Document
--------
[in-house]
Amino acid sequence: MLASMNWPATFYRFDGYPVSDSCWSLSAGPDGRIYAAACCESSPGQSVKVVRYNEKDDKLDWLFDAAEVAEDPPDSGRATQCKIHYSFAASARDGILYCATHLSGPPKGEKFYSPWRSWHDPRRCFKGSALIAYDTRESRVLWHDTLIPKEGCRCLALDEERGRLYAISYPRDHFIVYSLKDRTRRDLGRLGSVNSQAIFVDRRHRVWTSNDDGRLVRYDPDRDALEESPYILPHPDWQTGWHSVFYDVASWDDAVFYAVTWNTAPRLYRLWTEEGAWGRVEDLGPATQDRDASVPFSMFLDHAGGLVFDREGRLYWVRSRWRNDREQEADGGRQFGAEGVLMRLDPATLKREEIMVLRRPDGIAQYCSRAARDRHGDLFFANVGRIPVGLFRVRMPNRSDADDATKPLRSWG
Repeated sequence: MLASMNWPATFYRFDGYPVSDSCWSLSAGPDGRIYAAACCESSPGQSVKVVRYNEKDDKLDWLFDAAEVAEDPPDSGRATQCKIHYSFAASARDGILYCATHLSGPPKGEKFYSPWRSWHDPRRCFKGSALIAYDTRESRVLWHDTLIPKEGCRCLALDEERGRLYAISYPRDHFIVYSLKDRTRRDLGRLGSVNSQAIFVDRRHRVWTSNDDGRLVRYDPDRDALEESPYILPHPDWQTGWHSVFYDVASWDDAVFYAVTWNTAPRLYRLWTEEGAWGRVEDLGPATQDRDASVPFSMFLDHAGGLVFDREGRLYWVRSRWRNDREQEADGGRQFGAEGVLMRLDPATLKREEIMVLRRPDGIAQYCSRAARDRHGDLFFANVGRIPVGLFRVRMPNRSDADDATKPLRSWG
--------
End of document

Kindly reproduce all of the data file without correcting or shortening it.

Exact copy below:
[in-house]
Amino acid sequence: MLASMNWPATFYRFDGYPVSDSCWSLSAGPDGRIYAAACCESSPGQSVKVVRYNEKDDKLDWLFDAAEVAEDPPDSGRATQCKIHYSFAASARDGILYCATHLSGPPKGEKFYSPWRSWHDPRRCFKGSALIAYDTRESRVLWHDTLIPKEGCRCLALDEERGRLYAISYPRDHFIVYSLKDRTRRDLGRLGSVNSQAIFVDRRHRVWTSNDDGRLVRYDPDRDALEESPYILPHPDWQTGWHSVFYDVASWDDAVFYAVTWNTAPRLYRLWTEEGAWGRVEDLGPATQDRDASVPFSMFLDHAGGLVFDREGRLYWVRSRWRNDREQEADGGRQFGAEGVLMRLDPATLKREEIMVLRRPDGIAQYCSRAARDRHGDLFFANVGRIPVGLFRVRMPNRSDADDATKPLRSWG
Repeated sequence: MLASMNWPATFYRFDGYPVSDSCWSLSAGPDGRIYAAACCESSPGQSVKVVRYNEKDDKLDWLFDAAEVAEDPPDSGRATQCKIHYSFAASARDGILYCATHLSGPPKGEKFYSPWRSWHDPRRCFKGSALIAYDTRESRVLWHDTLIPKEGCRCLALDEERGRLYAISYPRDHFIVYSLKDRTRRDLGRLGSVNSQAIFVDRRHRVWTSNDDGRLVRYDPDRDALEESPYILPHPDWQTGWHSVFYDVASWDDAVFYAVTWNTAPRLYRLWTEEGAWGRVEDLGPATQDRDASVPFSMFLDHAGGLVFDREGRLYWVRSRWRNDREQEADGGRQFGAEGVLMRLDPATLKREEIMVLRRPDGIAQYCSRAARDRHGDLFFANVGRIPVGLFRVRMPNRSDADDATKPLRSWG